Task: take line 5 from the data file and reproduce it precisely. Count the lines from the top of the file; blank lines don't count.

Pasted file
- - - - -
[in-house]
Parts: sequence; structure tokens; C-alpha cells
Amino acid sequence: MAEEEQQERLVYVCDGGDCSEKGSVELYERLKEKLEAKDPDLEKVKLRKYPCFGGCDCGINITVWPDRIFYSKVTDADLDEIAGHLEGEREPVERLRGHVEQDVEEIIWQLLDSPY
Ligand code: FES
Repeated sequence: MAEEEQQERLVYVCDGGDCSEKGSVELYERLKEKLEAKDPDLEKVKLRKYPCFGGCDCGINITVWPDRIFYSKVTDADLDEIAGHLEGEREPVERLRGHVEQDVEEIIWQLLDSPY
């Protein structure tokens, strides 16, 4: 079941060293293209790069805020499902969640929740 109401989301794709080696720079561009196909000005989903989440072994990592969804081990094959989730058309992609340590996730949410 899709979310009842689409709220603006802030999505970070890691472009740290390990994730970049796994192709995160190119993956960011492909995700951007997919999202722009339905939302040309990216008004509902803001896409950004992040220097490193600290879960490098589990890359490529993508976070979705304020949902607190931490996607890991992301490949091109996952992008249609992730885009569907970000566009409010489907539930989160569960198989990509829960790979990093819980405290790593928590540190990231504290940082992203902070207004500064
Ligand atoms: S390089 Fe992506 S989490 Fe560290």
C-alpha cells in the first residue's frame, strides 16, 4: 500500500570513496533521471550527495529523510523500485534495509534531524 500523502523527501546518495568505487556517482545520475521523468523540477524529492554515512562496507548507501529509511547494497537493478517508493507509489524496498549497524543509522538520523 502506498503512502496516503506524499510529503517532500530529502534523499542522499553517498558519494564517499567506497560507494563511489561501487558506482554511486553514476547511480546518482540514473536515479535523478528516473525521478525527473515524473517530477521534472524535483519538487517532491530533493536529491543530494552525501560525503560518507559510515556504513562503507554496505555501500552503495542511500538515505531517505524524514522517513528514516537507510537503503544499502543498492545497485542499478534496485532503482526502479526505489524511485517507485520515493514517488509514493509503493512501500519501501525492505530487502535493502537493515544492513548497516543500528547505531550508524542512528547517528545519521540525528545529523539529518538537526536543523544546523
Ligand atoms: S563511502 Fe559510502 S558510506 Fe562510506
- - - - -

Repeated sequence: MAEEEQQERLVYVCDGGDCSEKGSVELYERLKEKLEAKDPDLEKVKLRKYPCFGGCDCGINITVWPDRIFYSKVTDADLDEIAGHLEGEREPVERLRGHVEQDVEEIIWQLLDSPY